Santorum surge linked to Super PAC prevalence

    Former U.S. Sen. Rick Santorum’s underfunded campaign is posing a challenge to Republican presidential frontrunner Mitt Romney.

    A Pennsylvania political analyst says super PACs are proving to be a big benefit for less-resourced candidates.

    Super PACs, of course, are those creatures of the Citizens United U.S. Supreme Court case of 2010.

    They can accept unlimited funding from individuals and corporations, rendering null old election law that required presidential candidates to get their funding from a larger number of people in a wider swath of states.

    Shirley Anne Warshaw, a political science professor at Gettysburg College, says the “everyone-gets-a-turn” surges of presidential candidates in this year’s race can be traced back to these new funding sources.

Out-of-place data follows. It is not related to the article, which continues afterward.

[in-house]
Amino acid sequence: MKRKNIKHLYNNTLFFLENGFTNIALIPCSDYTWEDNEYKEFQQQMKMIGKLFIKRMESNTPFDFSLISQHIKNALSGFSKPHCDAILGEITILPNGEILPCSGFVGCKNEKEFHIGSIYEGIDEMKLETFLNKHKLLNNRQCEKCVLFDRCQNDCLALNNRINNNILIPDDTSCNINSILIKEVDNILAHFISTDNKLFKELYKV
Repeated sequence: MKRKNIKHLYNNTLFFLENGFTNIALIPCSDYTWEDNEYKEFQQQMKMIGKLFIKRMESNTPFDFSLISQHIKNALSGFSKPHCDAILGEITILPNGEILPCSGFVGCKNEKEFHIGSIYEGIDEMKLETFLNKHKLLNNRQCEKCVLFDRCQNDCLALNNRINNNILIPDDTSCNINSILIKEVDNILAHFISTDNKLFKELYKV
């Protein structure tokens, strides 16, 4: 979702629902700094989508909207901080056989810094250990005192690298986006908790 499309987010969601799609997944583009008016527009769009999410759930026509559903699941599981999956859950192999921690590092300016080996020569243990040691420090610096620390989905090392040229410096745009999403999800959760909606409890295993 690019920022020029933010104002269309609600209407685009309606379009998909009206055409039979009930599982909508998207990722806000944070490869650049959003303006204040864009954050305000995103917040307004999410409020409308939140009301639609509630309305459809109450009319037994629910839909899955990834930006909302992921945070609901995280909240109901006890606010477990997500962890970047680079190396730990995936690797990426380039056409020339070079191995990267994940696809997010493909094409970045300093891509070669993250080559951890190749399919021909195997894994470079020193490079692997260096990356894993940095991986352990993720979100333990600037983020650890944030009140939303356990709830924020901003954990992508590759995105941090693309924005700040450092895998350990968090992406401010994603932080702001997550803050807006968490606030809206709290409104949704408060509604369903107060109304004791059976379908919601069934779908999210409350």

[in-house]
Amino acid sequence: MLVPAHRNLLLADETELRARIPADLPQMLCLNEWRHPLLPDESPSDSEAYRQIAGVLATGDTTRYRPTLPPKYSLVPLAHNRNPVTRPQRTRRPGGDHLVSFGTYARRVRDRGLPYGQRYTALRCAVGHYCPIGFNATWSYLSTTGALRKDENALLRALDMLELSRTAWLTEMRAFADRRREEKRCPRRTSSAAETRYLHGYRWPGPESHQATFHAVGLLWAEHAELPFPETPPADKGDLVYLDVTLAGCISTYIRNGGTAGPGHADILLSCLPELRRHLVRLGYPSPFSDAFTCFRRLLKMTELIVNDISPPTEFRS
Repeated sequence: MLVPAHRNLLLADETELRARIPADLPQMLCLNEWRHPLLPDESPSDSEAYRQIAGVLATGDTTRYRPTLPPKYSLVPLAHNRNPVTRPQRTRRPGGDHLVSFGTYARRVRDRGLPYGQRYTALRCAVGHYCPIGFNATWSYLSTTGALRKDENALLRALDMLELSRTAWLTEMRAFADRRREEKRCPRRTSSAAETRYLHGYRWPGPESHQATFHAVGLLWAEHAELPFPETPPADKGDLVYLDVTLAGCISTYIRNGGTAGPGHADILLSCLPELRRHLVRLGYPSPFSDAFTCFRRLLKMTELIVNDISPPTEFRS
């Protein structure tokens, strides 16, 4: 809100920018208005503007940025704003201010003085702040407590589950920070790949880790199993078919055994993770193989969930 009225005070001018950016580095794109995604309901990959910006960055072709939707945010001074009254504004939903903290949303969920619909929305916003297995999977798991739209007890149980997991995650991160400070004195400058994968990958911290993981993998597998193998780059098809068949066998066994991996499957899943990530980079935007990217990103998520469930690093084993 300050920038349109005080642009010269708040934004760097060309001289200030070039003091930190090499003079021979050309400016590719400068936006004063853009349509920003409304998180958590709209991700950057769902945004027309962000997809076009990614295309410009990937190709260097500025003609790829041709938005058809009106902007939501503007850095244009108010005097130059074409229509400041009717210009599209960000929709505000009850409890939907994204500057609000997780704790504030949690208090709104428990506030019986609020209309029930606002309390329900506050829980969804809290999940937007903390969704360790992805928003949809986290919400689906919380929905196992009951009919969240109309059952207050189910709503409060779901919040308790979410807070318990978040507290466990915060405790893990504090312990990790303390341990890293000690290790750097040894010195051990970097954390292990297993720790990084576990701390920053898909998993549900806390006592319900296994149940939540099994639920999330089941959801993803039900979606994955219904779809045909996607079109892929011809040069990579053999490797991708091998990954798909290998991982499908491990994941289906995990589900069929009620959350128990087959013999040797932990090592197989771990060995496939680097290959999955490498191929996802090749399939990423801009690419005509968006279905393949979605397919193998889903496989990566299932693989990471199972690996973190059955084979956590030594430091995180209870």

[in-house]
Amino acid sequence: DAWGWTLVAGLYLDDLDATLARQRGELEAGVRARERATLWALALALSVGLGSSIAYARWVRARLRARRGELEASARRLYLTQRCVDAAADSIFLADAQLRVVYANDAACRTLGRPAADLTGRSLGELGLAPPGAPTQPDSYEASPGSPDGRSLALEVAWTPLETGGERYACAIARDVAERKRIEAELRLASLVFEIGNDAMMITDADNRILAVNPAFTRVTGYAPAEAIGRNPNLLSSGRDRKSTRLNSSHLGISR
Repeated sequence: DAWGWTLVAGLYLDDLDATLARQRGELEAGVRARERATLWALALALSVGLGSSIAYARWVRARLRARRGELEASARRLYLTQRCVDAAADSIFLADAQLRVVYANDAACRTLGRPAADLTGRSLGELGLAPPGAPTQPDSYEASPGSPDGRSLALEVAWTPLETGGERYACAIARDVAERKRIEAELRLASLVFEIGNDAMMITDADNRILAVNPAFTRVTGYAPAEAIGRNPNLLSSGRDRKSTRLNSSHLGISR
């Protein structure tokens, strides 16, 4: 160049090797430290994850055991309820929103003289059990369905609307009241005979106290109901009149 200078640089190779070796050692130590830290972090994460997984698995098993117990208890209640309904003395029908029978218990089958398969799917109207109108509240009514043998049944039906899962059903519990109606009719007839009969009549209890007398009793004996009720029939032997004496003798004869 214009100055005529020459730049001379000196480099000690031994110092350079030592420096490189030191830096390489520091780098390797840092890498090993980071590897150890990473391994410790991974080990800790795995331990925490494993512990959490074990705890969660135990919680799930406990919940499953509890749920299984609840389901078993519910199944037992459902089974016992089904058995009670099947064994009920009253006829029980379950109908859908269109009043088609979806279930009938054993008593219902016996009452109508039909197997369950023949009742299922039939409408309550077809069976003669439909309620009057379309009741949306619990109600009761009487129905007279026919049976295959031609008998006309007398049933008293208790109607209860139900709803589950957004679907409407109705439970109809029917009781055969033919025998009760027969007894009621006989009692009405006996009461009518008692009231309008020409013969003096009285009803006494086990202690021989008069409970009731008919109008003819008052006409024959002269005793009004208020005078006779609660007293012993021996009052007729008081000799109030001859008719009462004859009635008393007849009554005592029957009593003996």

“It’s due to the super PACs — the super PACs that are not coordinated with the candidate, that are being funded by a very, very small group of people,” she said.

    Warshaw says Santorum’s recent triple-win in the early contests in Colorado, Missouri, and Minnesota isn’t representative of the support he has from a large group of people.

    The next primary is Feb. 28 in Michigan.

    Warshaw says there’s no telling how it will shake out. She recommends watching for the ad buys by the various super PACs supporting the remaining GOP candidates.

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